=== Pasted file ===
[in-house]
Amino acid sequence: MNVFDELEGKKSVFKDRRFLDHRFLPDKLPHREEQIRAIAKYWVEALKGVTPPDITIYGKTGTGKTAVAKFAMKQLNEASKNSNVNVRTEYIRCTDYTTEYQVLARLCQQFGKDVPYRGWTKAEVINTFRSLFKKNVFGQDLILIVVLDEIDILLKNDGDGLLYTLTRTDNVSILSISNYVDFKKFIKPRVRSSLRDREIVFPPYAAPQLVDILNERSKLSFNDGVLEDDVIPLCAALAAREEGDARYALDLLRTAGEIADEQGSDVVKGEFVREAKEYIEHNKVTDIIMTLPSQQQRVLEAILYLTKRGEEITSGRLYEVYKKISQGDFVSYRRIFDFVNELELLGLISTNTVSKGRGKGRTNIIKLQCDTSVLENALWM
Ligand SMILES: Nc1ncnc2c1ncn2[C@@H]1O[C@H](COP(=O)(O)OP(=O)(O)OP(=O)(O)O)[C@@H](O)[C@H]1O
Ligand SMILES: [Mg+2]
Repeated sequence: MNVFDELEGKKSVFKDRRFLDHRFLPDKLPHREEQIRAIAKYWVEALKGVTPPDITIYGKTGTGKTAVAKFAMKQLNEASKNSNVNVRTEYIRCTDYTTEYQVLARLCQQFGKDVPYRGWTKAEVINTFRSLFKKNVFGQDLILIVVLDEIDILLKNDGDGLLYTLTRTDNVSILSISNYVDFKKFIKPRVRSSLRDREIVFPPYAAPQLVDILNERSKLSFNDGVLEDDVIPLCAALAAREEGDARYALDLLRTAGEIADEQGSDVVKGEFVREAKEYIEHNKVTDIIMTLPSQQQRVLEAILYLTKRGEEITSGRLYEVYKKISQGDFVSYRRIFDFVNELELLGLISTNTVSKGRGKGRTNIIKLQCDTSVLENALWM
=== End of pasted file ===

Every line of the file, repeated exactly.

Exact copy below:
[in-house]
Amino acid sequence: MNVFDELEGKKSVFKDRRFLDHRFLPDKLPHREEQIRAIAKYWVEALKGVTPPDITIYGKTGTGKTAVAKFAMKQLNEASKNSNVNVRTEYIRCTDYTTEYQVLARLCQQFGKDVPYRGWTKAEVINTFRSLFKKNVFGQDLILIVVLDEIDILLKNDGDGLLYTLTRTDNVSILSISNYVDFKKFIKPRVRSSLRDREIVFPPYAAPQLVDILNERSKLSFNDGVLEDDVIPLCAALAAREEGDARYALDLLRTAGEIADEQGSDVVKGEFVREAKEYIEHNKVTDIIMTLPSQQQRVLEAILYLTKRGEEITSGRLYEVYKKISQGDFVSYRRIFDFVNELELLGLISTNTVSKGRGKGRTNIIKLQCDTSVLENALWM
Ligand SMILES: Nc1ncnc2c1ncn2[C@@H]1O[C@H](COP(=O)(O)OP(=O)(O)OP(=O)(O)O)[C@@H](O)[C@H]1O
Ligand SMILES: [Mg+2]
Repeated sequence: MNVFDELEGKKSVFKDRRFLDHRFLPDKLPHREEQIRAIAKYWVEALKGVTPPDITIYGKTGTGKTAVAKFAMKQLNEASKNSNVNVRTEYIRCTDYTTEYQVLARLCQQFGKDVPYRGWTKAEVINTFRSLFKKNVFGQDLILIVVLDEIDILLKNDGDGLLYTLTRTDNVSILSISNYVDFKKFIKPRVRSSLRDREIVFPPYAAPQLVDILNERSKLSFNDGVLEDDVIPLCAALAAREEGDARYALDLLRTAGEIADEQGSDVVKGEFVREAKEYIEHNKVTDIIMTLPSQQQRVLEAILYLTKRGEEITSGRLYEVYKKISQGDFVSYRRIFDFVNELELLGLISTNTVSKGRGKGRTNIIKLQCDTSVLENALWM